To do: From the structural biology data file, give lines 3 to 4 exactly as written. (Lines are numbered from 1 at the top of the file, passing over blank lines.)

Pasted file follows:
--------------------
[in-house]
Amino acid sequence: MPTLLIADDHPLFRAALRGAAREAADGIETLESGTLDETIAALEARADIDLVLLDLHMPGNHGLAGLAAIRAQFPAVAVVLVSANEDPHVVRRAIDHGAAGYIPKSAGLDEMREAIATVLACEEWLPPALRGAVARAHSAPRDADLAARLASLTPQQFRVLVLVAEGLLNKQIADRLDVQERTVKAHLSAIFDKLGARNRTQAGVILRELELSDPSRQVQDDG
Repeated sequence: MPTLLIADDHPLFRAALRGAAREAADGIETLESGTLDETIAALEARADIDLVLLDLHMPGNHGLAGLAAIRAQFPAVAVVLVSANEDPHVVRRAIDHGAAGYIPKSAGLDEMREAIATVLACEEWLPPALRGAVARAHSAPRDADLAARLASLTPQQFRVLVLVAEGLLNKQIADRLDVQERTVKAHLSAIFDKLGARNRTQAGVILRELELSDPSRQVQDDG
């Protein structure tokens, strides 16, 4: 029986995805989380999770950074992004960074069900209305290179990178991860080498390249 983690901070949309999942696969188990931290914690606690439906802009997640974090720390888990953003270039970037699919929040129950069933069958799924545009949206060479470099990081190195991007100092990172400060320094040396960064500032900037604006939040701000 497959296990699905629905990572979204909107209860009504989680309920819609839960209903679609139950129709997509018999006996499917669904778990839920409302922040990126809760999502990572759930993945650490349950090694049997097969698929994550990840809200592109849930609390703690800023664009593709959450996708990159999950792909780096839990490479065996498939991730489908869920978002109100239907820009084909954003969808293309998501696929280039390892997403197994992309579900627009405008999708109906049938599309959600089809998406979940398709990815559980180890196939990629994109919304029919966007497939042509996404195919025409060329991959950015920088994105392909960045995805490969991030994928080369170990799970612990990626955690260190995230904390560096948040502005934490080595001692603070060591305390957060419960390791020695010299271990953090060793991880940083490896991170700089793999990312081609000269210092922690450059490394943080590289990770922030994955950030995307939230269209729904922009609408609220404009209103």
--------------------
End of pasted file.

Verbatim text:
Repeated sequence: MPTLLIADDHPLFRAALRGAAREAADGIETLESGTLDETIAALEARADIDLVLLDLHMPGNHGLAGLAAIRAQFPAVAVVLVSANEDPHVVRRAIDHGAAGYIPKSAGLDEMREAIATVLACEEWLPPALRGAVARAHSAPRDADLAARLASLTPQQFRVLVLVAEGLLNKQIADRLDVQERTVKAHLSAIFDKLGARNRTQAGVILRELELSDPSRQVQDDG
């Protein structure tokens, strides 16, 4: 029986995805989380999770950074992004960074069900209305290179990178991860080498390249 983690901070949309999942696969188990931290914690606690439906802009997640974090720390888990953003270039970037699919929040129950069933069958799924545009949206060479470099990081190195991007100092990172400060320094040396960064500032900037604006939040701000 497959296990699905629905990572979204909107209860009504989680309920819609839960209903679609139950129709997509018999006996499917669904778990839920409302922040990126809760999502990572759930993945650490349950090694049997097969698929994550990840809200592109849930609390703690800023664009593709959450996708990159999950792909780096839990490479065996498939991730489908869920978002109100239907820009084909954003969808293309998501696929280039390892997403197994992309579900627009405008999708109906049938599309959600089809998406979940398709990815559980180890196939990629994109919304029919966007497939042509996404195919025409060329991959950015920088994105392909960045995805490969991030994928080369170990799970612990990626955690260190995230904390560096948040502005934490080595001692603070060591305390957060419960390791020695010299271990953090060793991880940083490896991170700089793999990312081609000269210092922690450059490394943080590289990770922030994955950030995307939230269209729904922009609408609220404009209103």